Martial art is life and soul for veteran judoka Mike Liptrot who eyes future Olympic coaching success (From The Westmorland Gazette)
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Martial art is life and soul for veteran judoka Mike Liptrot who eyes future Olympic coaching success
JUDO is described as a hierarchical martial art where seniority of the judoka is dependent on progression through the kyu-dan ranking system.
The basic instinct of the sport, created by Dr. Jigoro Kano in 1882, pits competitor against competitor, with the overriding aim to immobilise or subdue an opponent.
Considering the ardent focus on rankings, order and chain of command there might be a tendency to believe a competitor’s default setting is self-preservation and promotion.
But one man who has lived and breathed this particular martial art for the best part of half a decade prefers not to dwell on his own achievements.
Mike Liptrot is the chief coach at Kendal’s dojo and sees his role to arm the stars of the future with the necessary tricks of the trade to succeed.
“I’m involved in an individual sport and my main job is to make a silk purse out of a sow’s ear, to help that one individual get better,” he said.
“And the theory is if you improve that one person and advance each individual then the whole team around you becomes stronger and massively improved.
“We have Michael Horley here at the moment and he is number one for England for the upcoming Commonwealth Games.
“He’s also ranked number one for the European Cup in Germany and to put that into perspective it’s like having a Championship football team in Kendal.
“Our aim is to keep producing high-level athletes, allow them to get to a certain level and reach their potential before letting them go.
“Unlike other sports there are clear pathways for kids to progress, I get frustrated with some other sports as those pathways are not there. My aim is to improve others.”
But Liptrot is no philanthropist. Starting at the age of six, he went on to be seven-time North West under-65kg champion while also winning medals at the Scottish, Welsh and German Opens.
He made his international debut at sixteen when he fell foul to a left Uchi Mata by Russia’s Olympic and World champion Nicolai Soloduchin.
The 50-year-old cites Tony MacConnell – Great Britain’s team manager at the 1980 Olympic Games in Moscow – as his mentor and a major influence on his career.
And working alongside Sophie Cox, who competed at the 2004 and 2012 Olympic Games in Athens and London respectively, he hopes the Kendal dojo can be the breeding ground for Olympians of tomorrow.
“I was happy with my competitive career although I didn’t fulfil all my potential as an athlete but I was told by Tony that I would make a better coach than player,” he added.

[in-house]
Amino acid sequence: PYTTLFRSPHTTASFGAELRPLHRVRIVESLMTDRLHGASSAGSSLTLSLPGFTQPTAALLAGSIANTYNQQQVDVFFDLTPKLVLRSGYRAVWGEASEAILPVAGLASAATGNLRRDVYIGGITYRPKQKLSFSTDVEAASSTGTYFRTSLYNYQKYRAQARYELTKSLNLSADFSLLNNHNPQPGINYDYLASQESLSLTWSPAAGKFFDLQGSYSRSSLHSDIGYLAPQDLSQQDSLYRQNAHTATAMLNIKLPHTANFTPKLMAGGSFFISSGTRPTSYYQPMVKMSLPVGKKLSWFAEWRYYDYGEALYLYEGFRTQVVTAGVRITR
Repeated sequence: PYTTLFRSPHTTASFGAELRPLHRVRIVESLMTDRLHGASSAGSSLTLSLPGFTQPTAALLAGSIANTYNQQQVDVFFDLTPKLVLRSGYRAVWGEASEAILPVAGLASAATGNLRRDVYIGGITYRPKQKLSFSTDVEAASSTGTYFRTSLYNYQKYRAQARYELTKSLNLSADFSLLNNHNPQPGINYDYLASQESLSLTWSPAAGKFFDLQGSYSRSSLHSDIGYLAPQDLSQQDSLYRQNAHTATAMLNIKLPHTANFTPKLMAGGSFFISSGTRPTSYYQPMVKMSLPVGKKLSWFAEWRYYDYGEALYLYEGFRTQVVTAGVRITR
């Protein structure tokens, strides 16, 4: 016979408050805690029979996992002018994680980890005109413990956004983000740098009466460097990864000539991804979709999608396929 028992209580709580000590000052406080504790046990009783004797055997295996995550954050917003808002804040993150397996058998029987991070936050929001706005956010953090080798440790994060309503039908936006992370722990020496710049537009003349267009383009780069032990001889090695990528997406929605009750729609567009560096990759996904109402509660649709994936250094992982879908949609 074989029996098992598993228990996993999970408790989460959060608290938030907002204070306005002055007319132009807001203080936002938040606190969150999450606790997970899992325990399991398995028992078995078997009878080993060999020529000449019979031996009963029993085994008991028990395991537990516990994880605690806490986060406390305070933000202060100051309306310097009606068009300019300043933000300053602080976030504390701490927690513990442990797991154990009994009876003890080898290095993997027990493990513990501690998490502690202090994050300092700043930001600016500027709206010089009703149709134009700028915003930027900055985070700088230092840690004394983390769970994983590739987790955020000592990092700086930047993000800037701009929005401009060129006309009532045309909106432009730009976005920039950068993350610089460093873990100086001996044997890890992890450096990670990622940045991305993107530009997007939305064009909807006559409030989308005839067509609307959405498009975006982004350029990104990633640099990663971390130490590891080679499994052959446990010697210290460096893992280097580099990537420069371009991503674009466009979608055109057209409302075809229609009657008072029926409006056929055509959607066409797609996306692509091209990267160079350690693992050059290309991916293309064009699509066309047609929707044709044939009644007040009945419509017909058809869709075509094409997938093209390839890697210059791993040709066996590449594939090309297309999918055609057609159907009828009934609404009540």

“The high point was the success, winning medals and honours, with the low point when I missed out on Great Britain selection for the 1984 Olympics.
“I deemed that as a failure. I was on the team for ten years but it’s no fun getting a letter saying you’re not going when you’ve put your heart and soul into it.
“And that’s what people don’t understand with the scenario of Olympic Games, it doesn’t just happen.
“When I get a young athlete walk through the door at the dojo, I’m thinking I’ve got 20 years to make him into a senior athlete, those are the timescales you need.
“It takes a long time to produce an athlete and you want to see it through and see that fulfilment, help kids realise their potential.”
Kendal hosted the Oceania Olympic team prior to London 2012 with the likes of Sisilia Nasig from Fiji and Raymond Ovinou from Papua New Guinea using the dojo as a base for pre-tournament training.
And Liptrot was given the honour of carrying the Olympic torch on the first leg of its journey through the town and has plenty of tales to tell.
“I didn’t really want to be the Olympic torch bearer, it’s not really my kind of thing but in the end it was terrific and one of the best days,” he said.
“With the Oceania connections here, I went to the Games as adviser to the Oceania Olympic Committee.
“I remember the boy from the Solomon Islands, Tony Lomo, going to the opening ceremony against my advice.
“We were stopping in the village right outside the stadium with all the fireworks going off at the end.
“It was 1.30am by the time he got back and he had to be up at 6.30am to compete and I was banging on his door in the morning and nearly kicked it down.
“He won his match against the lad from Mozambique and got to the last sixteen in the world and that’s a massive thing for Oceania.
“All those countries will be coming back ahead of the Commonwealth Games in Glasgow next year on the back of last year.”
But rather than dine out on past glories, Liptrot is fully-focused on the future and even after all his years of experience is keen to refine his coaching technique for the benefit of judoka around the globe.
“For some people I am the best coach in the world, for others I’m the worst. That’s the way it works,” he added.
“I have always believed in never telling an athlete lies, he or she knows if you’re giving out false praise.
“I have taken a little bit from each and every coach I have come into contact with.
“That’s crucial in order to keep evolving. The moment you think you know it all you’re finished.”
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